When I’m ill, I eat. When I’m angry, I eat. When I’m sad, I eat. When I’m happy, I eat.
. . . there is a phrase to describe this, used by my Get Healthy coach and by the nurse I used to see back in 2013: ’emotional eater.’ There are tonnes of blogs about this—I’ve even read a couple connected to the MyFitnessPal app—but what they’re really bad at is telling me how to change this.
Oh, they have plenty of tips:
- Divert the need to eat into something else
- Substitute the junk foods for healthier alternatives
- Exercise instead
But honestly? If it was as simple as that, they there wouldn’t be any overweight ’emotional eaters’ because we’d be able to apply those tips and trim down.
The obvious solution is to work on the things that generate those emotions in me, but that doesn’t seem to work either. At least not quickly.
I’m not exactly sure of what I’m trying to get at here, but I think writing these facts down so I can see them in black and white will help me acknowledge and truly admit that this sort of eating is a problem for me. Knowing something in your head is very different to saying it out loud.
I have made some changes; swapping big bags of crisps for multipacks, so I only have a pack at a time; substituting milk chocolate for dark chocolate, in the hopes that I eat less of the latter; making those multipacks of crisps a ‘lighter’ or ‘baked’ brand, so they have less fat in; keeping any sweets I do have in a hard to reach place, meaning I have to put in effort to reach them. I’ve even started going to bed earlier hoping that will stave off the snacking I tend to do while watching a movie late a night.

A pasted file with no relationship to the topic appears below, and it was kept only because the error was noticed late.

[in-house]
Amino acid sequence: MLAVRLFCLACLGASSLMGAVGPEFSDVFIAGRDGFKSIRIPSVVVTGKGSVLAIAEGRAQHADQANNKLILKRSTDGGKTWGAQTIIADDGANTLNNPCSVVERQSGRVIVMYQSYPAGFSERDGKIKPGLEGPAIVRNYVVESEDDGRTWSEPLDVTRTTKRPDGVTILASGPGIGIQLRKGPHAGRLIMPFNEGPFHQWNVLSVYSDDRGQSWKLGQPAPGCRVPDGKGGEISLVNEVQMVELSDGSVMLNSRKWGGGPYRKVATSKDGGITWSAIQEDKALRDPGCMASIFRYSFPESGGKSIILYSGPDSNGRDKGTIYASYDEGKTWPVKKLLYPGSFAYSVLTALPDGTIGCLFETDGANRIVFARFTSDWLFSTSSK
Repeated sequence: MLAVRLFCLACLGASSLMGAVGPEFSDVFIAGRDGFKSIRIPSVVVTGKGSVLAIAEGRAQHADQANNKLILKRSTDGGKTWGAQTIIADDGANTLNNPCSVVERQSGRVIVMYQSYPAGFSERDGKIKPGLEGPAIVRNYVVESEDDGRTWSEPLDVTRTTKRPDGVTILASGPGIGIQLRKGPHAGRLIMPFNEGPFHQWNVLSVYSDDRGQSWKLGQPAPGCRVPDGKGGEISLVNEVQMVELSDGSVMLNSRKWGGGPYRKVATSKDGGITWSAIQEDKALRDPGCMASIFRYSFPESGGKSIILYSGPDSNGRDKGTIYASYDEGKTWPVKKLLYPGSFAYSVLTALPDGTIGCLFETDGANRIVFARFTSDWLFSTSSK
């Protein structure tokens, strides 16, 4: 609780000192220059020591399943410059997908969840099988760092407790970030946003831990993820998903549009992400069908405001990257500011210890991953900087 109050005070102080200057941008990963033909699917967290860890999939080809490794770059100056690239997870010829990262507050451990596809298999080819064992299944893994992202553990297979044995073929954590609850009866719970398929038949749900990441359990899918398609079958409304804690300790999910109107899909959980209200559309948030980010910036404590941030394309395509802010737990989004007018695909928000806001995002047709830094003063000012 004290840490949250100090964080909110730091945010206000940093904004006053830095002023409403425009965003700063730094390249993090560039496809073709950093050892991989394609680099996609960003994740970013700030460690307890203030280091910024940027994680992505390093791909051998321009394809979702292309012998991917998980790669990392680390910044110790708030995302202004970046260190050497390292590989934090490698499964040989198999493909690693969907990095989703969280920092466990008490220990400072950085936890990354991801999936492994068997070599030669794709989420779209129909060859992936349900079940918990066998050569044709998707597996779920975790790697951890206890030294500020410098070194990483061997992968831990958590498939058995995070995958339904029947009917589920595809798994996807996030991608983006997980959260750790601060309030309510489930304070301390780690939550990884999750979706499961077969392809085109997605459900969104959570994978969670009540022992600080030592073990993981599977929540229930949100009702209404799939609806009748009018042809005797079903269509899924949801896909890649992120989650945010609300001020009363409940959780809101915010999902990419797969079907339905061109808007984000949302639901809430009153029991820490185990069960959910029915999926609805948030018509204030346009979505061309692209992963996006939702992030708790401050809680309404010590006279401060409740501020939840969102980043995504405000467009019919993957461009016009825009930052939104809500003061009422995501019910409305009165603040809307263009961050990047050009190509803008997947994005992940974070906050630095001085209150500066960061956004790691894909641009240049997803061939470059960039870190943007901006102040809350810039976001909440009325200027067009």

I don’t know if any of this is working or having an affect, but at least it feels like I’m doing something. And, for what it’s worth, here is my advice on ’emotional eating.’
Yes, finding the root cause of whatever your current emotional issue happens to be is a good thing, but also accept that blindly trying to just ‘cut the things that comfort you’ is hard. So hard that when you don’t manage it (and you won’t immediately), you’ll do nothing but make yourself feel worse: a failure, a fool, destined to be overweight forever.
Instead, work with yourself and allow yourself to have the things you want in moderation. Make yourself work for them.
If you want crisps, have them, but make yourself leave the house and walk to the shop to buy them. Then, if you can, buy a small packet. If you want chocolate, do the same and test yourself: have a nibble and put it aside. You may find that after one bite or two, you feel better.
If you don’t need to eat the whole packet to achieve the effect you’re looking for, then by all means, stop when you feel better and put the remains of whatever you’re eating in a hard to reach place for next time. Better yet, give it to someone else to finish so you have to start from scratch next time and walk to the shop to load up again.
I’m finding, as I do this, that my desire for these junk foods is steadily decreasing anyway. Yes, I’ll still have a bag of crisps (or three!) if I feel rotten, but by the second pack, there’s a niggle, a little voice in my mind telling me that I’m okay now. And, if/when I get to the end of that third bag, I recognise that I didn’t need it. Yes . . . I’ve eaten it by that point, but I consider it a personal victory to be able to acknowledge that I didn’t need to because I felt better. To understand that eating it was an automatic reflex rather than a need/desire. Next time, I’ll eat the first bag, and pay attention to how I feel before I even consider opening the second. Maybe I’ll eat two next time; but it won’t be three and that, no matter how you spin it, is progress.